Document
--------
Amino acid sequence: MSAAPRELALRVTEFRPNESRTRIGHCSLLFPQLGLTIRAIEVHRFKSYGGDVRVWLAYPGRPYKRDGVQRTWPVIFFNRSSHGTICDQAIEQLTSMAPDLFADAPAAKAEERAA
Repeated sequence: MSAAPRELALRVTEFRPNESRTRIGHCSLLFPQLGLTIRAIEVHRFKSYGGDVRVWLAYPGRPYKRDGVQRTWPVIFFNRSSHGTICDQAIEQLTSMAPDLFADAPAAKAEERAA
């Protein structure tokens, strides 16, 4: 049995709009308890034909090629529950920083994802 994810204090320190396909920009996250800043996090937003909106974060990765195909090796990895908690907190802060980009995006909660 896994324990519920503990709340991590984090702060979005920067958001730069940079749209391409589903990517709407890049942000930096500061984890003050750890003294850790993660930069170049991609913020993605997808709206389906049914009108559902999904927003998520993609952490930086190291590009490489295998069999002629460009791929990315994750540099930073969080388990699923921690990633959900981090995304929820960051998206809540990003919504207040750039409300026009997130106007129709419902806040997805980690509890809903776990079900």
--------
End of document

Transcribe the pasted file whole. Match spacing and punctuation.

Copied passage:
Amino acid sequence: MSAAPRELALRVTEFRPNESRTRIGHCSLLFPQLGLTIRAIEVHRFKSYGGDVRVWLAYPGRPYKRDGVQRTWPVIFFNRSSHGTICDQAIEQLTSMAPDLFADAPAAKAEERAA
Repeated sequence: MSAAPRELALRVTEFRPNESRTRIGHCSLLFPQLGLTIRAIEVHRFKSYGGDVRVWLAYPGRPYKRDGVQRTWPVIFFNRSSHGTICDQAIEQLTSMAPDLFADAPAAKAEERAA
């Protein structure tokens, strides 16, 4: 049995709009308890034909090629529950920083994802 994810204090320190396909920009996250800043996090937003909106974060990765195909090796990895908690907190802060980009995006909660 896994324990519920503990709340991590984090702060979005920067958001730069940079749209391409589903990517709407890049942000930096500061984890003050750890003294850790993660930069170049991609913020993605997808709206389906049914009108559902999904927003998520993609952490930086190291590009490489295998069999002629460009791929990315994750540099930073969080388990699923921690990633959900981090995304929820960051998206809540990003919504207040750039409300026009997130106007129709419902806040997805980690509890809903776990079900």